Winter recreation, for example, would be hit hard; the report predicts a lack of snow from climate change could cut all snow-based recreation revenue by 70 percent. And with spring starting earlier, crops could start blooming before insects come around to pollinate them. Then there are the things we might not think about as related to climate change, like our health. Warmer temperatures bring more mosquitoes, and as a result we’re going to see more mosquitoes carrying the West Nile virus. That means more people getting infected and even dying from that virus. The report says we’re already seeing some of these effects in the Northwest. What kinds of climate change impacts are we seeing? The report zeroes in on a recent year when we saw a lot of them: 2015, a year of severe drought for the Northwest. The report presents that year as a preview of our future with climate change. Temperatures were several degrees above normal with record low snowpack, rampant wildfires and smoky skies, and huge agricultural losses.

Toxins from harmful algal blooms closed fisheries along the coast in 2015 and we saw salmon die-offs because of the warm water temperatures in rivers and streams. Does the report include recommendations for how we should prepare?

Yes. And one of the big themes for those recommendations is reducing risk from extreme weather. It says we should prepare our infrastructure for more stress in the future from stronger storms, hotter heat waves and bigger wildfires. It will be important to develop back-up plans for when things go wrong because of global warming. So, if a landslide or drought takes out a key source of groundwater, we need a second source to turn to.

Farmers can start planting crops that are better suited to hotter summers and wetter winters and springs. The Northwest can develop water markets so that people who have water could sell it to people who need it. And we can start growing more of our own seafood using aquaculture instead of catching wild species in the ocean to help offset the threat of extinction for fish and other species that will struggle to survive with warmer water and ocean acidification.

The report acknowledges that much remains unknown about how the risk of climate change can be offset. But anything that reduces carbon emissions that trap heat — contributing to the greenhouse effect — will reduce the severity of that risk over time.

Oregon seeing red in its dispute with California winery

Capital Press Agriculture News Oregon - Wed, 11/28/2018 - 11:43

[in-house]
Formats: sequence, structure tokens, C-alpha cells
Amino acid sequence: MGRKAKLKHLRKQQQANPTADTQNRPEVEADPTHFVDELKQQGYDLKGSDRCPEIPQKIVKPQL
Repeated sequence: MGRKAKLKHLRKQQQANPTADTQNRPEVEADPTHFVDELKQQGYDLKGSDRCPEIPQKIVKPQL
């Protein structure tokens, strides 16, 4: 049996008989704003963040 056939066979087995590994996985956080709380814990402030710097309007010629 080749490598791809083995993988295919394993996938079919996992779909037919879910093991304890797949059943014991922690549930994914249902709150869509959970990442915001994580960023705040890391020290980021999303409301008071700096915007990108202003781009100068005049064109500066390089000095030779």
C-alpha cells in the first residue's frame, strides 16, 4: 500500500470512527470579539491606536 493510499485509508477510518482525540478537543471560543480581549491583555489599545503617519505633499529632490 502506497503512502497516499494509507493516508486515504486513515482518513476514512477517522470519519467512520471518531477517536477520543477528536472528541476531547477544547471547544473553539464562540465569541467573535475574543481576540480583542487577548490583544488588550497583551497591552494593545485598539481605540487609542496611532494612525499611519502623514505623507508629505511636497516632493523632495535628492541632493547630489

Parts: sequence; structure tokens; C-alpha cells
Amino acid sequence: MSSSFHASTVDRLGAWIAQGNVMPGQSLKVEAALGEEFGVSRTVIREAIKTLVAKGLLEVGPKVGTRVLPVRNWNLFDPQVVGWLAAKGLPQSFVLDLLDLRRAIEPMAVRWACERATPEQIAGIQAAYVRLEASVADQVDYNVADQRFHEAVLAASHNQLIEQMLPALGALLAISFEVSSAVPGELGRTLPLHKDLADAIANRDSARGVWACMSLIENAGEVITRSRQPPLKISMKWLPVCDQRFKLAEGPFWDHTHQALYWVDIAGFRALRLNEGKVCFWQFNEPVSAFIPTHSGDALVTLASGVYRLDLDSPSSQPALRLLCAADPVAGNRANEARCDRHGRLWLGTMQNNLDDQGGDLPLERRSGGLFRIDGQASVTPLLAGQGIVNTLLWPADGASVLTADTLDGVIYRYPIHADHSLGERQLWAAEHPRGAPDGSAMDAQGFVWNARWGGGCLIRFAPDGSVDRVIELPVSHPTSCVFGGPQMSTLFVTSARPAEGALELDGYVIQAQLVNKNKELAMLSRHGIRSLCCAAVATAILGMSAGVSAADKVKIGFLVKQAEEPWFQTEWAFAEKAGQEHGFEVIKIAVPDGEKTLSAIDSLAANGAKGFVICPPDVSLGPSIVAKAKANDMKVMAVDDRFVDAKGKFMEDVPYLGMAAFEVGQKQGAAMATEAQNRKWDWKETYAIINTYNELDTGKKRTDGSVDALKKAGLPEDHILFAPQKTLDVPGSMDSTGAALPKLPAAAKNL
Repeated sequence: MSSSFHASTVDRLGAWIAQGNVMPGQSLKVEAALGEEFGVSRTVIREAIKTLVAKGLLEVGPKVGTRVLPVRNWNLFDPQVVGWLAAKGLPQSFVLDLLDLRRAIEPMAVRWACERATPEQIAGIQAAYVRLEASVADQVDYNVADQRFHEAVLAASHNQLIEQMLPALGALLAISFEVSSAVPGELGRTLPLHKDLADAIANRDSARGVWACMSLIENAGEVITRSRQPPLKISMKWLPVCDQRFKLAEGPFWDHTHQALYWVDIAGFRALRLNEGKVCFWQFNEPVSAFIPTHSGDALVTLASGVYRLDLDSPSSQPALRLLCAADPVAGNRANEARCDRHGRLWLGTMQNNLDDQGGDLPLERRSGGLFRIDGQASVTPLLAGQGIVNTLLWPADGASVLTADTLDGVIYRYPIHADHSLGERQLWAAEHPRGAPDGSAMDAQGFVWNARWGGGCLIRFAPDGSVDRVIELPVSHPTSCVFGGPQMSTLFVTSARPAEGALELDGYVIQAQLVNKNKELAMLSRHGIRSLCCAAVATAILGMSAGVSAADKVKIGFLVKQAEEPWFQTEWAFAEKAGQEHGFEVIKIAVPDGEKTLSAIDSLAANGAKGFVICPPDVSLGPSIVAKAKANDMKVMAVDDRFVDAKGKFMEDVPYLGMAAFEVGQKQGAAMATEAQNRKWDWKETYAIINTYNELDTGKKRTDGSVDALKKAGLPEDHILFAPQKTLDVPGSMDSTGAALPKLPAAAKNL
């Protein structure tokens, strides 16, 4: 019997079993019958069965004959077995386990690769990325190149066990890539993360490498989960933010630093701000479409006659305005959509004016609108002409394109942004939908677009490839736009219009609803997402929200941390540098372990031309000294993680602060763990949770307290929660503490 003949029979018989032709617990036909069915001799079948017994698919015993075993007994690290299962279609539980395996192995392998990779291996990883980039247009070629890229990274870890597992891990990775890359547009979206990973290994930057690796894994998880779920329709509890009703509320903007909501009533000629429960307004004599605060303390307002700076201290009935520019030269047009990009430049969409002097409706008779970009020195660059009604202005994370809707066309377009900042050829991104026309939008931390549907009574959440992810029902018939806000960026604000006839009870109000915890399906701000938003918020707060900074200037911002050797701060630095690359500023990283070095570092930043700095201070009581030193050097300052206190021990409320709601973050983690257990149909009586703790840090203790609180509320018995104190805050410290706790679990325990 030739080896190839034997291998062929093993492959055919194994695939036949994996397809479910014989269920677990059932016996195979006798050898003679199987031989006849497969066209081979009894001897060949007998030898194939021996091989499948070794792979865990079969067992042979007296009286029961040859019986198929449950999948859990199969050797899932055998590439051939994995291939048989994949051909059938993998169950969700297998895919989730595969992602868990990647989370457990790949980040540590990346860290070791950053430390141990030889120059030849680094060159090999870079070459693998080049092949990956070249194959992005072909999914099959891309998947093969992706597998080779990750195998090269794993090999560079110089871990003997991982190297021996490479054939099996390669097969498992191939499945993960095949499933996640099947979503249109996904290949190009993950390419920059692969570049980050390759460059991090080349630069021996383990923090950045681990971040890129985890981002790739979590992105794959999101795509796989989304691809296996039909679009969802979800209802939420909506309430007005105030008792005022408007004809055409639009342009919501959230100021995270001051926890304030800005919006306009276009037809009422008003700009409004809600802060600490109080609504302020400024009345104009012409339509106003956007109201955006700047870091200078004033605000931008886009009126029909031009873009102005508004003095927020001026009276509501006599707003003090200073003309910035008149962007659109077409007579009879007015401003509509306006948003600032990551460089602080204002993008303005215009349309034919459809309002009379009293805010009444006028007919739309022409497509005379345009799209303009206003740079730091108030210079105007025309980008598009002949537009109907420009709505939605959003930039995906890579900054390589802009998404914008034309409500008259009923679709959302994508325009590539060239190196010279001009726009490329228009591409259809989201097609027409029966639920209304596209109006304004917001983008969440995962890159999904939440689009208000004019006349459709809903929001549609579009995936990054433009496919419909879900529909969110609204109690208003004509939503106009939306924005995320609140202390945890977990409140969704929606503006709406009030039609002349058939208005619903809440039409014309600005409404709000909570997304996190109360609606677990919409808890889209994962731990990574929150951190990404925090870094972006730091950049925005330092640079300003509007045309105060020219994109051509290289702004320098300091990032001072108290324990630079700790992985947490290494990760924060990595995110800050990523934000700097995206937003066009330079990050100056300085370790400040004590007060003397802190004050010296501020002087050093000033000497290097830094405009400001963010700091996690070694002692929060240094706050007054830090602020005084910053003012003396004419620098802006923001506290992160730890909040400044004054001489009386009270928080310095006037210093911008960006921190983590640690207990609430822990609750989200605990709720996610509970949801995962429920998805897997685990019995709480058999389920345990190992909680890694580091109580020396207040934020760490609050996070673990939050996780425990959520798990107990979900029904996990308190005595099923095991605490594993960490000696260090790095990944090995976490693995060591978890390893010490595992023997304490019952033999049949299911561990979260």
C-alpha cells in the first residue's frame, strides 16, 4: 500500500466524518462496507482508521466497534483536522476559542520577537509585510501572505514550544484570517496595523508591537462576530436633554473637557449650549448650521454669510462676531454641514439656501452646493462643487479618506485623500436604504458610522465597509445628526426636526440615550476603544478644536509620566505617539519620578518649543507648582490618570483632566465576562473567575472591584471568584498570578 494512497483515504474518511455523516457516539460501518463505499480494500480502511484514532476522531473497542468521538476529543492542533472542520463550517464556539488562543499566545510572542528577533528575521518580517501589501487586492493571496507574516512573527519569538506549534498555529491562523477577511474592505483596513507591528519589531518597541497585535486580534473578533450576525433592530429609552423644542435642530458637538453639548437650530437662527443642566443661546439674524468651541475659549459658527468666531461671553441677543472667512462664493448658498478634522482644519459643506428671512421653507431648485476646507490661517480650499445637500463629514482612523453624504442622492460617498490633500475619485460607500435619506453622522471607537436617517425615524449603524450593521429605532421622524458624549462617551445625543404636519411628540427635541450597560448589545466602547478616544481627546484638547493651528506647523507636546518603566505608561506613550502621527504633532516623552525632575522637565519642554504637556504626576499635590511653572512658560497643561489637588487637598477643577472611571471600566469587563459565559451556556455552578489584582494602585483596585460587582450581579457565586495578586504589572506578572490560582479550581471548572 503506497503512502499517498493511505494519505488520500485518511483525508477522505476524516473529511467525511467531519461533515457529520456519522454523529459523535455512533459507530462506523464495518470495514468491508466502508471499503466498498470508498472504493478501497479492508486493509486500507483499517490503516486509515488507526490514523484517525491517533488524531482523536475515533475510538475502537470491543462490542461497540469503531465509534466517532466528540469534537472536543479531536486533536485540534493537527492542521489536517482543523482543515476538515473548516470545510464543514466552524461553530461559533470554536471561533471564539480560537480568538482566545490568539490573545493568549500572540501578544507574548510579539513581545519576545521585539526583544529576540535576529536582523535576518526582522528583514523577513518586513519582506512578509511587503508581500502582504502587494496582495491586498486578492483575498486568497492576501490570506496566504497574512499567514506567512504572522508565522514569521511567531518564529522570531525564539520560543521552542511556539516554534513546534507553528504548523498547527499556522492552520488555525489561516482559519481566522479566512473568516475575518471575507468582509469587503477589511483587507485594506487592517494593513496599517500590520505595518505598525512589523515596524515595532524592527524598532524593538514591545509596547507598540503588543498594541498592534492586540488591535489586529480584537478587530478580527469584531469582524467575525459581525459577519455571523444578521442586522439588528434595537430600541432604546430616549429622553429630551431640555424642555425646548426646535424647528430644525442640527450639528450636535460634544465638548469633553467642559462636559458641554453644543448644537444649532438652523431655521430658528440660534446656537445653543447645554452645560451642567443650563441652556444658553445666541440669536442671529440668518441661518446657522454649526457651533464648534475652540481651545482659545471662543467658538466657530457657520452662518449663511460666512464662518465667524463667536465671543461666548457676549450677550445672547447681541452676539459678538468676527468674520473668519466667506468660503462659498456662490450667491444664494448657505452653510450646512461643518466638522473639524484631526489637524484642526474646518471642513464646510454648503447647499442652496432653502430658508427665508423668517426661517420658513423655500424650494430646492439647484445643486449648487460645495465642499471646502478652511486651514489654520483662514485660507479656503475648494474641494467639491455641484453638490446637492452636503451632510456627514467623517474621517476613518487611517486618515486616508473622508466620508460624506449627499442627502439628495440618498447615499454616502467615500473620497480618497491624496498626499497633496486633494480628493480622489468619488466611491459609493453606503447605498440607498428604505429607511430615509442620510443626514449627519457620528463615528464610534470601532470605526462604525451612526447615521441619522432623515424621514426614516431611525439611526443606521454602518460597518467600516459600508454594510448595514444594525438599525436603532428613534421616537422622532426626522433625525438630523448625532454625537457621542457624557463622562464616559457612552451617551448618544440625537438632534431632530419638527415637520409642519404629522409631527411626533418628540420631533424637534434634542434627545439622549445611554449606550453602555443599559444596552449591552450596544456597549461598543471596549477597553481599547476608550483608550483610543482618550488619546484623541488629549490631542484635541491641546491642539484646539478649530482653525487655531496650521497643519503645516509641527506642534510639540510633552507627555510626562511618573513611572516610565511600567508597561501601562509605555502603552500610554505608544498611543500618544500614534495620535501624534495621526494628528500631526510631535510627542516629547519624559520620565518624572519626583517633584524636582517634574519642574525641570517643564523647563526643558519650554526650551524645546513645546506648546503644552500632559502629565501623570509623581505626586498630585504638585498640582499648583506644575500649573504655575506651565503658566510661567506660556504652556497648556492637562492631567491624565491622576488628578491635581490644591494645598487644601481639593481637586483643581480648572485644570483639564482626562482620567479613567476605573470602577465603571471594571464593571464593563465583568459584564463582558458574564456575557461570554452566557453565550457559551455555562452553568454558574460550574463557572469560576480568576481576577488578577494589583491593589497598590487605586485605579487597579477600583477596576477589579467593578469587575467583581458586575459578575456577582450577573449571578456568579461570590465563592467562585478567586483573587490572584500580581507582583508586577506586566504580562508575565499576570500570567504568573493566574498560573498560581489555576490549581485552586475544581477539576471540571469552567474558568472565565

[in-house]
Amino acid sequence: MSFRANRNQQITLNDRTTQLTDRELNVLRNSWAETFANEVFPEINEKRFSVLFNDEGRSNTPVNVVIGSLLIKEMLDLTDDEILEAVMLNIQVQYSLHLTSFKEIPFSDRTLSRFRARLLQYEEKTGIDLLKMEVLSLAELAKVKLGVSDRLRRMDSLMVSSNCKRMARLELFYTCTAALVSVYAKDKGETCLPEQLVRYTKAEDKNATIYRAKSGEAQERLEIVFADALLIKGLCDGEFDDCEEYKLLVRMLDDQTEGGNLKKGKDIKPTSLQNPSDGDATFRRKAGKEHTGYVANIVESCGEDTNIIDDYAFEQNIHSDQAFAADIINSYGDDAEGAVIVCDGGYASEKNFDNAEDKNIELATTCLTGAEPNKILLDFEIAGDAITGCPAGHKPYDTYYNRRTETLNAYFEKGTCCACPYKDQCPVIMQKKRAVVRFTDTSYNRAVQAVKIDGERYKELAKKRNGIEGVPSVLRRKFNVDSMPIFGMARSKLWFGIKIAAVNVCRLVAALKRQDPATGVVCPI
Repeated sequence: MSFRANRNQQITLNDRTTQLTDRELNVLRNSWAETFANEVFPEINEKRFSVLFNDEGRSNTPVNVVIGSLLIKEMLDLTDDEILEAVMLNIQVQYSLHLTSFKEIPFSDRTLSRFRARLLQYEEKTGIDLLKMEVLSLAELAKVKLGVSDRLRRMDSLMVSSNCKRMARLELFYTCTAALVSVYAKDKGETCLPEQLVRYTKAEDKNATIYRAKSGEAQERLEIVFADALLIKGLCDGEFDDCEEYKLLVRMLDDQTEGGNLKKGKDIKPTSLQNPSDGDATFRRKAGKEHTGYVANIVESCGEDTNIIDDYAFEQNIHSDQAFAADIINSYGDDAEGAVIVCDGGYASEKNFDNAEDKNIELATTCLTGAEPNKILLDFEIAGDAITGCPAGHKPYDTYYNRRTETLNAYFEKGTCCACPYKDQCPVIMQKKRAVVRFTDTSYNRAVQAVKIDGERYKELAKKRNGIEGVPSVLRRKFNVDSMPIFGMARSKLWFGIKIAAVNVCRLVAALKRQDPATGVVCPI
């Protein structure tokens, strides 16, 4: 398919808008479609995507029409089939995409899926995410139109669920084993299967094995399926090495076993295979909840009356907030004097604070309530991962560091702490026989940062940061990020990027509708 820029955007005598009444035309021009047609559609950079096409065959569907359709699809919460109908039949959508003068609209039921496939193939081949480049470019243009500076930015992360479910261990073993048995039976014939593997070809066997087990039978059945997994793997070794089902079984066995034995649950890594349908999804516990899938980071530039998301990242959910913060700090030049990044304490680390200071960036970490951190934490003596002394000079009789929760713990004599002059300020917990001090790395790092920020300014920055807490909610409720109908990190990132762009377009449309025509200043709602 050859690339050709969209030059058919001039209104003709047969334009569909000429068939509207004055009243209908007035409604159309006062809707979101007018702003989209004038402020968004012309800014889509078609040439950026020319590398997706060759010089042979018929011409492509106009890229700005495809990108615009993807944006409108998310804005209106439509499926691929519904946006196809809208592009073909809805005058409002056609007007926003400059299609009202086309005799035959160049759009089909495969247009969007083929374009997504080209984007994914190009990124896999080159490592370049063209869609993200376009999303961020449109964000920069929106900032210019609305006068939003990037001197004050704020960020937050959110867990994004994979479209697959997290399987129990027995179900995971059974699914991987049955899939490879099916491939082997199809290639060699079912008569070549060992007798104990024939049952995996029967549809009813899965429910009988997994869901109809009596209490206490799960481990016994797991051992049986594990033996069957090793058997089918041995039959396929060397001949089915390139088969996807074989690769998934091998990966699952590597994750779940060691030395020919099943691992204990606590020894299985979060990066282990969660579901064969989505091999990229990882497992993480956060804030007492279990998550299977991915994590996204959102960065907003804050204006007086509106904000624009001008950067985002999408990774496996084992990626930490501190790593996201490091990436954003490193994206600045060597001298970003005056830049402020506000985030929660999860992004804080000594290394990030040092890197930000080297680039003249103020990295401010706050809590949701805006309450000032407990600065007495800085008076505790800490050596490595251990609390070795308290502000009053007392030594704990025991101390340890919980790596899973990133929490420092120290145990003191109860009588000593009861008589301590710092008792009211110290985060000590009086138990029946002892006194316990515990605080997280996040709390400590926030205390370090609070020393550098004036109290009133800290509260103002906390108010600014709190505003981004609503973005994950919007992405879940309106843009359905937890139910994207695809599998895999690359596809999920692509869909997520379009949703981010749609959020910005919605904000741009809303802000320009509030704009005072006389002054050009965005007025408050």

SALEM, Ore. (AP) — Pinot noir is one of the finickiest grapes, but with proper nurturing it produces an amazing wine. Officials in Oregon and at a U.S. government agency are similarly finicky, and are stomping on a California winery’s claims that it makes an Oregon pinot.

Copper Cane, a Napa Valley, California, winery sells more pinot noir made from Oregon grapes than anyone else, and often at a lower price. That has some Oregon winemakers, who call the California version a less elevated product, seeing red.

Now, both the U.S. Alcohol and Tobacco Tax and Trade Bureau and Oregon’s liquor agency have ruled that Copper Cane’s labels have been improperly referencing Oregon wine regions. The case recalls France’s mostly successful efforts to have only sparkling wine produced in its Champagne region called by that name.

At stake is a multi-billion-dollar industry, and Oregon’s reputation for producing a delicate pinot noir in its cool, rainy climate, according to state Rep. David Gomberg and winemaker Jim Bernau, who have been sharply critical of Copper Cane.

“Part of this is prestige and marketing,” Gomberg said.

Grapes for Copper Cane’s pinot noirs are grown in three Oregon wine regions and trucked in dry ice to California. Jim Blumling, Copper Cane’s vice president of operations, acknowledged that the winery’s top-selling Elouan Pinot Noir is more pronounced than the typical Oregon version because the grapes are picked later, with higher sugar content.

“It helps deliver a more concentrated juice in the fruit,” Blumling said.

Bernau, founder of Willamette Valley Vineyards of Turner, Oregon, said Copper Cane’s labels deceptively indicate its wines came from Oregon’s officially designated wine regions, or AVAs.

“Copper Cane takes something valuable that isn’t theirs and deeply discounts it,” Bernau said. “They can’t use Oregon AVAs if the wine is not made in the AVA.”

In their rulings this month, the federal and state regulatory bodies agreed there was a problem because Copper Cane’s labels refer to Oregon’s Willamette Valley, Rogue Valley and Umpqua Valley wine regions. If a wine label claims or implies it’s from a particular AVA, 95 percent of the grapes must be from there, according to the Oregon Wine Board.

The federal TTB told Copper Cane that it has to ditch seven of its labels, agency spokesman Tom Hogue said.

The Oregon Liquor Control Commission found last week that Copper Cane has committed seven violations and is seeking to revoke its ability to sell in Oregon, said commission spokesman Matthew VanSickle. The violations focus on Copper Cane’s improper use of AVA designations and “misleading statements on labeling.”

One major grocery store chain in Oregon, Fred Meyer, is already taking Copper Cane’s Elouan Pinot Noir and Willametter Journal wines off its shelves.